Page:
The third American Mirai Nagasu (alternate for injured Polina Edmunds) gave a good performance and finished tenth with 186.65 points. She began with a combination of triple flip, triple toe loop and double toe loop, followed by an under-rotated Lutz and three good jumping elements before she landed a triple loop on two feet. Her components were around 7.5. She explained: “I feel good about how I skated, I know that I could have skated better, but that’s the athlete in me. And I was only placed on the team last week. I am confident that the other U.S. ladies will do well and save three spots for next season (which they easily did). The competition has changed drastically since my last worlds six years ago. Even if I will not finish as high as the last time, I am really proud of myself, I did two good programs. My boots broke during practice before the competition, but they are holding up, they didn’t break during my program, and that’s all I could ask for.”

Satoko Miyahara, second at Worlds last year, finished on fifth position, earning 210.61 points. She skated a bit more introverted than last year, therefore his components were lower. But she performed seven clean triple jumps plus double axels. She said: “I was just focusing on myself. Until now, I had skated multiple clean programs in competition in a row, so I wanted to continue that and end this season on a strong note. I was nervous on my first jump, but gradually I was able to skate the way I wanted. Compared to last season, I have many more experiences behind me, so I wanted to put out improved performances that reflect that.”

Elena Radionova from Russia, who had been third at the Grand Prix Final three months ago, ended up sixth, earning 209.81 points. She also had a clean long program with seven triple jumps, but her GOEs were a bit lower because she does not land the jumps in such an upright and elegant position. “Overall, I skated well”, she commented. “I had a few small bobbles, nothing too rough, so I am pleased that I was able to complete everything well during my performance.”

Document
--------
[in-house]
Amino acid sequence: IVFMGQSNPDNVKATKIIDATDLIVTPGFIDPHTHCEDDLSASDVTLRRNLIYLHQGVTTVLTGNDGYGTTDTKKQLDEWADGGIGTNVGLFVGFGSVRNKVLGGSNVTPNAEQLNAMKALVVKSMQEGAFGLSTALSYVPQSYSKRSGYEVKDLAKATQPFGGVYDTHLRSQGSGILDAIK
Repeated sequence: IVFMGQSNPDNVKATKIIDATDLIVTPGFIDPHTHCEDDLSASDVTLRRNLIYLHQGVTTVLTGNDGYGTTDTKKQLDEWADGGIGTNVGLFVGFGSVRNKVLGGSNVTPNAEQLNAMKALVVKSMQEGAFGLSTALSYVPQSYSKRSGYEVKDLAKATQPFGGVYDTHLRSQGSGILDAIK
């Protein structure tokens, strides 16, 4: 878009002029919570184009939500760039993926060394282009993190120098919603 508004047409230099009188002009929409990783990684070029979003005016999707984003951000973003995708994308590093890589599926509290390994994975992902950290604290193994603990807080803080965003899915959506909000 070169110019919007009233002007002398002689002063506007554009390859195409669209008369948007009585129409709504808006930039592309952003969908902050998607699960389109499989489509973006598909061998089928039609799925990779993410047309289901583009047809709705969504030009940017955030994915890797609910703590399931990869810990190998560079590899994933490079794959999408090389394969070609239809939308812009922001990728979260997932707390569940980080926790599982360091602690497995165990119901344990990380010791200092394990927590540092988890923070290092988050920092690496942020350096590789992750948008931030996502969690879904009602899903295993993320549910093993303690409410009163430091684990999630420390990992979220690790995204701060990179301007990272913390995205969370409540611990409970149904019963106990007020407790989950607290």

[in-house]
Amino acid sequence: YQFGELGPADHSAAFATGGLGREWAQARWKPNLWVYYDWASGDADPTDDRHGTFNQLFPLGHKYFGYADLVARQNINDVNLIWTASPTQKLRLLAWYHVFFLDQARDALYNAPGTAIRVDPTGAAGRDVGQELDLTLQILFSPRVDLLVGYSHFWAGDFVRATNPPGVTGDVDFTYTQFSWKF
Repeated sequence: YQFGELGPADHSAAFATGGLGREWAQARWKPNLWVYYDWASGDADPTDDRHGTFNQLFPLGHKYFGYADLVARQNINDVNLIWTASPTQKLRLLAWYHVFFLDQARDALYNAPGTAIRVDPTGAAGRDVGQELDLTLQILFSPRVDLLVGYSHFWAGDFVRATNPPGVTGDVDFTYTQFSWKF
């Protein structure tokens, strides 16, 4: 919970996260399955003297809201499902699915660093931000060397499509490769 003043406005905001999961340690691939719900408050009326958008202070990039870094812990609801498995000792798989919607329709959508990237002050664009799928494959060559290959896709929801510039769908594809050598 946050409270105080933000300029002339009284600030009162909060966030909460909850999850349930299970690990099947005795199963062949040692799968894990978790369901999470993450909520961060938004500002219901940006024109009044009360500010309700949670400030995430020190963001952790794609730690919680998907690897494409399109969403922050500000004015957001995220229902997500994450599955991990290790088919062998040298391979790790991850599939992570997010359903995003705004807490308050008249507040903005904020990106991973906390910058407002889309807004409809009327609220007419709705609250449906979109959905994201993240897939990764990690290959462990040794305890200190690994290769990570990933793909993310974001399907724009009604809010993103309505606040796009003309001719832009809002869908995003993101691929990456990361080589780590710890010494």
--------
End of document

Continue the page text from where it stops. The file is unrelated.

The 2014 world champion Mao Asada finished seventh with 200.30 points. Like in the short program, she was the only skater to try a triple axel, but in the long, it was under-rotated. She continued with six other triple jumps, but two were also not landed clearly backwards and she doubled the Lutz. Her interpretation of the Opera music of Madam Butterfly was excellent, but a bit slow. “After I came back after taking off the 2014-2015 season, there were times when I wondered whether I should not have. It can be difficult, but I only have a few years left to be able to do this, and I want to give skating all that I have. There are many young skaters competing now, and I felt that maybe my generation’s time was over. But as I went on, I began to think that just skating for myself is another approach, and once I became comfortable with that, my thoughts and feelings eased.”

The third Japanese skater Rika Hongo finished eighth, winning 199.15 points after a free program with six clean triple jumps and one under-rotated toe loop. So all three Japanese skaters are among the top eight. Gabrielle Daleman from Canada who trains with Michelle Leigh and Brian Orser in Toronto, is ninth with 195.68 points. “This skate was not only for me but also for my coach and for my choreographer, my parents and for Canada. I’m so proud of what I’ve done all season. And to show this at the world stage and to get 5 points close to 200 internationally is just an unbelievable feeling. It just shows how much I have grown.” Big Asian talents who are not in the top ten are Zijun Li from China (11th), Elizabet Tursynbaeva from Kazakhstan (12th), Da Bin Choi from South Korea (14th) and Amy Lin from Chinese Taipeh (21st).